Yet even if only the UAE and Bahrain formally break ranks for now in recognising Israel, there is no question that attitudes towards Israel have undergone a significant shift throughout the Arab world. For some years already Gulf Arab countries have been hosting discreet Israeli trade delegations and exchanging intelligence with Mossad. Yet still it has been difficult for them to convey to their public opinions a sudden shift in their anti-Israel stance; and even this week the Emiratis were at pains to point out that in exchange for diplomatic recognition Israeli Prime Minister Netanyahu had agreed to suspend any move to annex disputed territory on the West Bank (at least for now and, of course, suspend does not mean abandon).

Conservative Gulf Arab states suddenly became aware of their own mortality, particularly with rising youth demographics and falling oil prices

So what explains this new alignment in a Middle East where for decades the Arab-Israeli dispute has seemed the most frozen and intractable of all the world’s conflicts?  Three factors in my view.

The first is Iran. The Islamic Republic was the big winner from the US invasion of Iraq in 2003 and, paradoxically, the Arab Spring of 2011. The destabilisation of the Middle East that followed has given a voice to the Shia Muslim communities susceptible to Iranian influence in Iraq, Lebanon, Syria, Bahrain, Yemen and the eastern provinces of Saudi Arabia. Iranian militias and proxy forces have become the prop of beleaguered governments in Syria, Iraq and Lebanon. The Iranians boast that they control Damascus, Baghdad, Beirut and Sanaa seemingly encircling the Gulf Arab countries and threatening their vital oil exports in the Straits of Hormuz. These links (for instance between the Iranians and the Alawite regime in Syria or with Hezbollah in Lebanon) are not always new but as the Gulf Arabs have tried to re-assert their influence in their immediate neighbourhood (for instance by the Saudis and the Emiratis intervening against the Houthis in Yemen or against Assad in Syria or dabbling in Lebanese politics) they have increasingly come up against Iran. The Saudis sent armoured vehicles across the causeway into Bahrain in 2011 to help in suppressing protests by the local Shia community. Iran has also been behind Houthi rocket and drone attacks against Saudi Arabia, most notably its major oil terminal at Abqaiq. Iran often acts through proxies rather than directly;  but the strategic competition between Tehran and the Arab Gulf states has become increasingly public and come closer to military clashes. So here the Arab fear of growing Iranian power and regional influence nicely dovetails with Israel’s concern about the Iranian nuclear programme.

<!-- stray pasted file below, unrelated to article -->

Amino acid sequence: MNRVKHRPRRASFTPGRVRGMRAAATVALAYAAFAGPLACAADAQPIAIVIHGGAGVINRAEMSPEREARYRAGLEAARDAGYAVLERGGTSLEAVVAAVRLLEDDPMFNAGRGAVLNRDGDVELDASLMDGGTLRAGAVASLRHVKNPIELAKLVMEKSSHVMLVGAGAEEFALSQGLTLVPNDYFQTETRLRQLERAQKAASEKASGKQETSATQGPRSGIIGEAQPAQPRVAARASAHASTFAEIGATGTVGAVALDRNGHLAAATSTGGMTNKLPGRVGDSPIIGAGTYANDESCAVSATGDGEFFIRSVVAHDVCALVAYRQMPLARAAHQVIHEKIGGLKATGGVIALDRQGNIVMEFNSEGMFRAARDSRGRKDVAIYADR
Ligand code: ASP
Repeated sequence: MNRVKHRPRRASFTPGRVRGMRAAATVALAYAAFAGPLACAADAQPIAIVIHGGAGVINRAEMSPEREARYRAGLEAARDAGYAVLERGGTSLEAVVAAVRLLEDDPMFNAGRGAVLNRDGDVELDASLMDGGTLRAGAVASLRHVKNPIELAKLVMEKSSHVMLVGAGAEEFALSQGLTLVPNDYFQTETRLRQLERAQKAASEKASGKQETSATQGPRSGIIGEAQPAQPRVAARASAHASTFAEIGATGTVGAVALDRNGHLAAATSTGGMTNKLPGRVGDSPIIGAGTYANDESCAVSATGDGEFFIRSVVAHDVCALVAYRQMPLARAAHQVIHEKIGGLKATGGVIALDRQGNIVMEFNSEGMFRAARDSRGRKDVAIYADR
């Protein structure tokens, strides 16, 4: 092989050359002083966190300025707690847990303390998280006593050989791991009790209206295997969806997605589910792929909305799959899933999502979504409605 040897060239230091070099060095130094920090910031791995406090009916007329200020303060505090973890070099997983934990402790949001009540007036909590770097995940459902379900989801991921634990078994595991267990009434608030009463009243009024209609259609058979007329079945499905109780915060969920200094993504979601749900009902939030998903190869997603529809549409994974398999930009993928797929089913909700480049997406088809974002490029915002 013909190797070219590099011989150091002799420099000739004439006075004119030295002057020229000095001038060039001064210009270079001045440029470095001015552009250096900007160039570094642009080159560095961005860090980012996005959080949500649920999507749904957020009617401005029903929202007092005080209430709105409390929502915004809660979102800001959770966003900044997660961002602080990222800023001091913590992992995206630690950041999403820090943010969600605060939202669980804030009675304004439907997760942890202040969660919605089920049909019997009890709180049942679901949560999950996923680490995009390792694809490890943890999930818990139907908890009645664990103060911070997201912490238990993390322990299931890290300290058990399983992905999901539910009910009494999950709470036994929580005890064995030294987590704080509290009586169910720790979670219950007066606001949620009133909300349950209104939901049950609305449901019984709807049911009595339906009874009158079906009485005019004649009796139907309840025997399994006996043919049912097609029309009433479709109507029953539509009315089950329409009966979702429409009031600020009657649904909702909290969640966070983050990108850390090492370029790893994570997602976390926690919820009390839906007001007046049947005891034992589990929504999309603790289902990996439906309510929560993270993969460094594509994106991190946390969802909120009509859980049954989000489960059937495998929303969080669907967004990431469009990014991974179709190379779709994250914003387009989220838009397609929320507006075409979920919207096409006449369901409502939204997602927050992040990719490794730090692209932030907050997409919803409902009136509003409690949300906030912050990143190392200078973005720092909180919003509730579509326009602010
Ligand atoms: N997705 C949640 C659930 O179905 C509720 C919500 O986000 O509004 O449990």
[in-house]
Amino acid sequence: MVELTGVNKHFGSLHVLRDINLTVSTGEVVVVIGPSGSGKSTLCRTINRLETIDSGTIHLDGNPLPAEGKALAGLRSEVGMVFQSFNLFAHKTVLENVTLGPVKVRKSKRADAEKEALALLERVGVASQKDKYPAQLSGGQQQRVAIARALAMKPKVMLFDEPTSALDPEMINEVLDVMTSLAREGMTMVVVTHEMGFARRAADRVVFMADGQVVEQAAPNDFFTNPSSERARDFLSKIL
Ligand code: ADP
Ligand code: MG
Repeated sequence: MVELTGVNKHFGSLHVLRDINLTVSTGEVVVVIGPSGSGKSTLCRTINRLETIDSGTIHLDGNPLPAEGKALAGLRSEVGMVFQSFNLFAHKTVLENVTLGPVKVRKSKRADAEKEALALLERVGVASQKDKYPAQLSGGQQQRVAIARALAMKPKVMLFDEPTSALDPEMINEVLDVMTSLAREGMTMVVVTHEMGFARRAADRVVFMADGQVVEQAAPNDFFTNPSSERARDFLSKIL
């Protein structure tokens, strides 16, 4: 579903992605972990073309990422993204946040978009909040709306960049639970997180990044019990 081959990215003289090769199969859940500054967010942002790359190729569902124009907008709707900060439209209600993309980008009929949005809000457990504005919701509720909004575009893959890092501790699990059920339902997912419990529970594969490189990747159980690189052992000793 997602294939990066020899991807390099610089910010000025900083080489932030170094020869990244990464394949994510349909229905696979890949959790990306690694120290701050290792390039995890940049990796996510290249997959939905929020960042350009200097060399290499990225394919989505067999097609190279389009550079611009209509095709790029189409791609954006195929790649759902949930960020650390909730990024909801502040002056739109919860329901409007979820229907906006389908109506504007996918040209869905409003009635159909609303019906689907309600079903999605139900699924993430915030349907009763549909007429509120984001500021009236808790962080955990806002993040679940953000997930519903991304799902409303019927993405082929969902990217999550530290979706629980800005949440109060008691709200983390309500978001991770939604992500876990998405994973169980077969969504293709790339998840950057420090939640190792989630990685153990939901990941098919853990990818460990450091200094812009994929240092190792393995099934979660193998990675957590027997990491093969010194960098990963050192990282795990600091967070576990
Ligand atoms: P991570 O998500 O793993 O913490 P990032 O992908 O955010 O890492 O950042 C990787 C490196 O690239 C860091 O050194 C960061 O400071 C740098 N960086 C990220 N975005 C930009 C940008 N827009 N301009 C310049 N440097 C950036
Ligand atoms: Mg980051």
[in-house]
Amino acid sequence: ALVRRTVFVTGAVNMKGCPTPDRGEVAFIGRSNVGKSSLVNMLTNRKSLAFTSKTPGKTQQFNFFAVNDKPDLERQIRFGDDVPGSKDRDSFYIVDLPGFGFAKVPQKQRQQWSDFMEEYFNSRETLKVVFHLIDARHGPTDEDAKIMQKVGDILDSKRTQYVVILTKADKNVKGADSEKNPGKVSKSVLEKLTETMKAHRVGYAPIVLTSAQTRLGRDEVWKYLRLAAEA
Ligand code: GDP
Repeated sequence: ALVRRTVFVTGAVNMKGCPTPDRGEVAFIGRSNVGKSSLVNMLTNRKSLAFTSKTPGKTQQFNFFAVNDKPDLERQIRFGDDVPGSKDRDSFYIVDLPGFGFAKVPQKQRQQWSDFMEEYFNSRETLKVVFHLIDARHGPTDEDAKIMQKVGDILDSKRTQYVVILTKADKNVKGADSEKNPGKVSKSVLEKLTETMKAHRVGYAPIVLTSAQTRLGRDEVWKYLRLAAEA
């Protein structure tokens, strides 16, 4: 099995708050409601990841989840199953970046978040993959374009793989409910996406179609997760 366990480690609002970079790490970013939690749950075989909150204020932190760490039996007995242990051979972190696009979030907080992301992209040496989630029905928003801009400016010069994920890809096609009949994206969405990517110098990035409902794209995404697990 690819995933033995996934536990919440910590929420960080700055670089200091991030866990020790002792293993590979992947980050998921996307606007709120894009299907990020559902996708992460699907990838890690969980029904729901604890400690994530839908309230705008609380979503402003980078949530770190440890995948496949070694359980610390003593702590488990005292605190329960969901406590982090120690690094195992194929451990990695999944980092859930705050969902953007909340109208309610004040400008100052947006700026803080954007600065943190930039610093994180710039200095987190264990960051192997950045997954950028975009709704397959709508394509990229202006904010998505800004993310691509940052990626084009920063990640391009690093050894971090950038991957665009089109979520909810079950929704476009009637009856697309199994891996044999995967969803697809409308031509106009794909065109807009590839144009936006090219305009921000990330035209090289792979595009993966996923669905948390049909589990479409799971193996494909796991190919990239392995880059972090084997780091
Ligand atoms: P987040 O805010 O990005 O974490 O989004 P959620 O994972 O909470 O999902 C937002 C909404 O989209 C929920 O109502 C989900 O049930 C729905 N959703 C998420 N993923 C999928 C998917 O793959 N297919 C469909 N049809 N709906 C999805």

The second factor is the Arab spring. The popular protests in 2011 brought down a number of long-standing regimes across North Africa and others (such as Assad in Syria) survived only with massive foreign military protection. This came as a deep shock to the conservative Gulf Arab states that suddenly became aware of their own mortality, particularly with rising youth demographics and falling oil prices. In addition, the sudden surge of ISIL reminded them that they remain vulnerable to transnational jihadist ideologies  Many have resorted to police surveillance and crackdowns on media and opposition forces to nip any second wave of the Arab Spring in the bud. Here they have increasingly turned to the United States (and European countries as well) for arms, police equipment and mass surveillance technologies. Israel has a lot to offer in this regard particularly given its long experience of counter-terrorism and state and societal resilience against internal threats. This has made practical cooperation more attractive. US support has also proved vital in allowing Saudi Arabia to withstand international criticism following the killing of the Saudi journalist, Jamal Khashoggi.